Having recently experienced something dangerously close to fun while writing about Recalhorn and Bloodborne, I realise that a thorough bout of purifying self-flagellation is in order. Something painful, something viciously unpleasant, something that’s not just really bad but makes you wonder if the people who made it had ever played a videogame before. Oh, I know, let’s have an unlicensed NES game! They’re almost always bloody awful, and today’s game is no exception: it’s Color Dreams’ 1990 why-do-I-do-this-to-myself-em-up Menace Beach!
Oh, I see, you’ve gone for the “extremely unappealing mutant homunculus” look for your main character. A bold choice, admittedly, but one that I don’t think has really panned out. I don’t want to control this kid and experience his wacky adventures, I want to find very large paper bag to put over his distended cranium. Then set the bag on fire. Why has he got slitted cat’s pupils? I have to ask, because having played through the game as this weirdo I can assure you he does not have the heightened agility and reactions of a human-cat hybrid.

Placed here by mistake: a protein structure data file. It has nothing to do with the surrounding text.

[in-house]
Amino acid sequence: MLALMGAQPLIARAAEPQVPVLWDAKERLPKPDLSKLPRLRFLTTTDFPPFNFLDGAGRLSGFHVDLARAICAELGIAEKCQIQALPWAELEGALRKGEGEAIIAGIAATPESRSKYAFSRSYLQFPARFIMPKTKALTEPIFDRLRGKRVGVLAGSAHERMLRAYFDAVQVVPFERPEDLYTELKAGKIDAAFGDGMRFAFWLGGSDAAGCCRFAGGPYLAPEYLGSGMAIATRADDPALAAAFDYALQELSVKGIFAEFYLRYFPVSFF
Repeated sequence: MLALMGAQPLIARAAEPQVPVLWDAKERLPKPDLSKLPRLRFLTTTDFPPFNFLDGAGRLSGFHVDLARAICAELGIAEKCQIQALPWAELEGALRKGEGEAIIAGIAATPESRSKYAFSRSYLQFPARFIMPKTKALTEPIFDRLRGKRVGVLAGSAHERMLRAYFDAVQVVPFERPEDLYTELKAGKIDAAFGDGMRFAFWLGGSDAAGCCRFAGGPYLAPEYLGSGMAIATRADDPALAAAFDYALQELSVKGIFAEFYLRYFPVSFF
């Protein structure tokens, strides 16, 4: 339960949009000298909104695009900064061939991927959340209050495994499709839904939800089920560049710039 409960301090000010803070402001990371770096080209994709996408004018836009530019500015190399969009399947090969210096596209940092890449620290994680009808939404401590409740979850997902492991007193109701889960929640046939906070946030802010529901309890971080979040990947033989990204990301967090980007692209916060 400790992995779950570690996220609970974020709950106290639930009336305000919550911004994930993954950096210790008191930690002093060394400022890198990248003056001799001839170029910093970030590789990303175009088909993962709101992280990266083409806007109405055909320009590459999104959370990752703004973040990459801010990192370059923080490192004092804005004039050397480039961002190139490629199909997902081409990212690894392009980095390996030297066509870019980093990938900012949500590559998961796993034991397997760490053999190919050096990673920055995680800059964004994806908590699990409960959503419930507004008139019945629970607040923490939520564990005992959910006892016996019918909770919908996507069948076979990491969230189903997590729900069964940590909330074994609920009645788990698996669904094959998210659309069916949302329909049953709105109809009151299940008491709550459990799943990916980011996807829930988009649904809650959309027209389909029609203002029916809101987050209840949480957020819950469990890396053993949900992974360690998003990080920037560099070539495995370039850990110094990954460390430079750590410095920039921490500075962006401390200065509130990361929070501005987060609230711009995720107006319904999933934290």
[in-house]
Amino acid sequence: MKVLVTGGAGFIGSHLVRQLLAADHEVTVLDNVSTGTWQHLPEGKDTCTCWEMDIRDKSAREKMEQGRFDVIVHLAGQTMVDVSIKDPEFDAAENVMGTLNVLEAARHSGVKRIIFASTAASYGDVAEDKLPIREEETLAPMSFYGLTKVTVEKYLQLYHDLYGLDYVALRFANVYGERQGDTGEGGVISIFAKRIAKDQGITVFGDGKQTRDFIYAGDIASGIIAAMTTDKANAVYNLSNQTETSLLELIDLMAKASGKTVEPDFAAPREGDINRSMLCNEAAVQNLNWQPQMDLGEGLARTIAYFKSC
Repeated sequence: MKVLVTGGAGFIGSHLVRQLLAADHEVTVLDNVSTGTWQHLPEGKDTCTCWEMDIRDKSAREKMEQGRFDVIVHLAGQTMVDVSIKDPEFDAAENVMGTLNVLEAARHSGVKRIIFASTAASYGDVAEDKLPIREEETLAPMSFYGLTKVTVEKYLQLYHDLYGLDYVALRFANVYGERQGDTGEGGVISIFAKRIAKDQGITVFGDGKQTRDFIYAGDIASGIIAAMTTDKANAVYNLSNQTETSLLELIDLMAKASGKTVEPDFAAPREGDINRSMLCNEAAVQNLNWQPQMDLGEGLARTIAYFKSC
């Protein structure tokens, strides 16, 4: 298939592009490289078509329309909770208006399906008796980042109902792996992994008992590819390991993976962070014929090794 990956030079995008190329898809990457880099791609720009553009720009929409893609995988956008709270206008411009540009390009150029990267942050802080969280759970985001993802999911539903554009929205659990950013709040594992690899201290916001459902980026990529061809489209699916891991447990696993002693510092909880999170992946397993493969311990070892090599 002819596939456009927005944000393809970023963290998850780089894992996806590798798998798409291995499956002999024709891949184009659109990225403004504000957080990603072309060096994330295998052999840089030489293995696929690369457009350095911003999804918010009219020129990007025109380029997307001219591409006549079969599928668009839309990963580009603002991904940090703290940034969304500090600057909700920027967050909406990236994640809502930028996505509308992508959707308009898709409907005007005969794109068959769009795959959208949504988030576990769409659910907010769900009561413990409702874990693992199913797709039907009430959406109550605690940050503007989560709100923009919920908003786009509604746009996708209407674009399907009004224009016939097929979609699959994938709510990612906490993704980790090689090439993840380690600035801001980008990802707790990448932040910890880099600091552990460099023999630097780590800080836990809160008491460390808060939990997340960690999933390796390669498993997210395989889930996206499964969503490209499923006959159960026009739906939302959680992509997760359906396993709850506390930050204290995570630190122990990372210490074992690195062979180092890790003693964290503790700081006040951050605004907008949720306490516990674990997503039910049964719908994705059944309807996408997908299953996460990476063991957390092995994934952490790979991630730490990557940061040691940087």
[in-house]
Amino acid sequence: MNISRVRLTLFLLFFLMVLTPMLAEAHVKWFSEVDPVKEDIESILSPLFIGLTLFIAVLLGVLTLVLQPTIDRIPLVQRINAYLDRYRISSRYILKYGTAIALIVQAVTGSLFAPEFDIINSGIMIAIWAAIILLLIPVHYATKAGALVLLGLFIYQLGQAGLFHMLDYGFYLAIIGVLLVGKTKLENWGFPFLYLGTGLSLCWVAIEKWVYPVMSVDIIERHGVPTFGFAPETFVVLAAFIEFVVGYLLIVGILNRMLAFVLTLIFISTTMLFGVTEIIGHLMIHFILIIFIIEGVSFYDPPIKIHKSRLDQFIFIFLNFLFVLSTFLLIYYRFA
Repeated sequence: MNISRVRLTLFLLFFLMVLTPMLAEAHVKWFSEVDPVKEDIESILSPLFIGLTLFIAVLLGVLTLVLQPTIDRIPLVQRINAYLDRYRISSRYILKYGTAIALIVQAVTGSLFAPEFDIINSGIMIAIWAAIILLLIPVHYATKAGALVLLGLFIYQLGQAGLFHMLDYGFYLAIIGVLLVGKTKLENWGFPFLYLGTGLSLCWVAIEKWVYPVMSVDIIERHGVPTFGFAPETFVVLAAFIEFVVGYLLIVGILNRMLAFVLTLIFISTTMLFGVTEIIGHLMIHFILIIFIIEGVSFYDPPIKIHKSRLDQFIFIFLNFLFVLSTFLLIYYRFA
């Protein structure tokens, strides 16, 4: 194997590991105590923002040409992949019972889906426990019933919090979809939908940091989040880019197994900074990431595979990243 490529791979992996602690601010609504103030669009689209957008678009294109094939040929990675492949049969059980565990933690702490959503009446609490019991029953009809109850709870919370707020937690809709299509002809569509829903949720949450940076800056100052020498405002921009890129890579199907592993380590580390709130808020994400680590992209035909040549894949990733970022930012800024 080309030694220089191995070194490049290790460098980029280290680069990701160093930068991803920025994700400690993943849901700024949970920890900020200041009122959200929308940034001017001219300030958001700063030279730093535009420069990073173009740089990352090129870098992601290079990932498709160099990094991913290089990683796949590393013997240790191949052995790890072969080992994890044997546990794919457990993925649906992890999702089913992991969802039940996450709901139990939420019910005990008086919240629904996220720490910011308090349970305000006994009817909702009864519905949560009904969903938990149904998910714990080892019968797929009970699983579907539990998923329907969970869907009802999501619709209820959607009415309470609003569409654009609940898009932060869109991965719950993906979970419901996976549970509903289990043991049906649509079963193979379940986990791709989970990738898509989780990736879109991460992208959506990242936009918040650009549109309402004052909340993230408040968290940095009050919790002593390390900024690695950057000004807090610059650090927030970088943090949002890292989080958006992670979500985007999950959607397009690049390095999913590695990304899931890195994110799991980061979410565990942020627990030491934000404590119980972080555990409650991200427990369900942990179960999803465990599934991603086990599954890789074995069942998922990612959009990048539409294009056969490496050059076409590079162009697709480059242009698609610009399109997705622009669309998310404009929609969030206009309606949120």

Also, I didn’t realise the game’s title was a play on “Venice Beach” until well after I’d finished it. If you saw me in real life – pale and blinking in the light like some troglodytic mole - you’d immediately understand that I’m not the kind of person who knows about beaches, even famous ones.
When it comes to plot, Menace Beach goes for the tried-and-tested “kidnapped girlfriend” angle. Ignore for the moment that the likelihood of that thing from the title screen going out on the town with a girl and not being banished to a circus sideshow is vanishingly small. This is Bunny, and she’s been abducted and chained up by someone, somewhere. She’s sending out mixed messages about the severity of her situation - casual disappointment that her date at the “malt shop” has been cancelled, a pun about being “tied up” and finally the subtle threat of violence if I don’t get my skates on and rescue her. And when I say “get my skates on,” I mean…
...get my skateboard on. That’s you, the player character, riding that skateboard. I believe his name is Scooter. I’m guessing it’s an ironic nickname because he really likes skateboards. He likes skateboards so much, in fact, that he spends the entire game riding one. Immediately it becomes clear that Menace Beach is going to be a real test of patience, because it’s a platformer where the main character has wheels. Do these wheels make him slide around all over the place in a manner that would not effect a more sensible, shoe-based platforming star? They most certainly do, and it is dreadful. Imagine a game designer thinking “hey, the kids sure love those ice levels where your character has friction of a knob of butter on a ski jump, so let’s make an entire game that handles like that!” I’m not even off Menace Beach’s first screen and I already hate it.